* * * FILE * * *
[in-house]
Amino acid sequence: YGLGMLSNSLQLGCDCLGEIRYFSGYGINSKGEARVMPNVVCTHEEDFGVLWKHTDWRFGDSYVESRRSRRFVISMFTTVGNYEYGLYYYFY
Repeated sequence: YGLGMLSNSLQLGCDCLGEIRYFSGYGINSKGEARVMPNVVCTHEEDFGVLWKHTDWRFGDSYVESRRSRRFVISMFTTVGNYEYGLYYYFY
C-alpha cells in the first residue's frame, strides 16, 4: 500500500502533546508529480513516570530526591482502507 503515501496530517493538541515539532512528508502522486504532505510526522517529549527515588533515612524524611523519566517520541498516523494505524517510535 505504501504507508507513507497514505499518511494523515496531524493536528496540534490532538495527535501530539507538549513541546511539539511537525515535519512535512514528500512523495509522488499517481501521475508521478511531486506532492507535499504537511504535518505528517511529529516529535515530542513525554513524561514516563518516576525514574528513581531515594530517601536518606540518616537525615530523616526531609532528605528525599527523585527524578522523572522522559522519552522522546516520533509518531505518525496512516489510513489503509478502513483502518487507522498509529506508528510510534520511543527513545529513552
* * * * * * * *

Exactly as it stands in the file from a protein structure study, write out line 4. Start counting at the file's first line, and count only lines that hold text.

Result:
C-alpha cells in the first residue's frame, strides 16, 4: 500500500502533546508529480513516570530526591482502507 503515501496530517493538541515539532512528508502522486504532505510526522517529549527515588533515612524524611523519566517520541498516523494505524517510535 505504501504507508507513507497514505499518511494523515496531524493536528496540534490532538495527535501530539507538549513541546511539539511537525515535519512535512514528500512523495509522488499517481501521475508521478511531486506532492507535499504537511504535518505528517511529529516529535515530542513525554513524561514516563518516576525514574528513581531515594530517601536518606540518616537525615530523616526531609532528605528525599527523585527524578522523572522522559522519552522522546516520533509518531505518525496512516489510513489503509478502513483502518487507522498509529506508528510510534520511543527513545529513552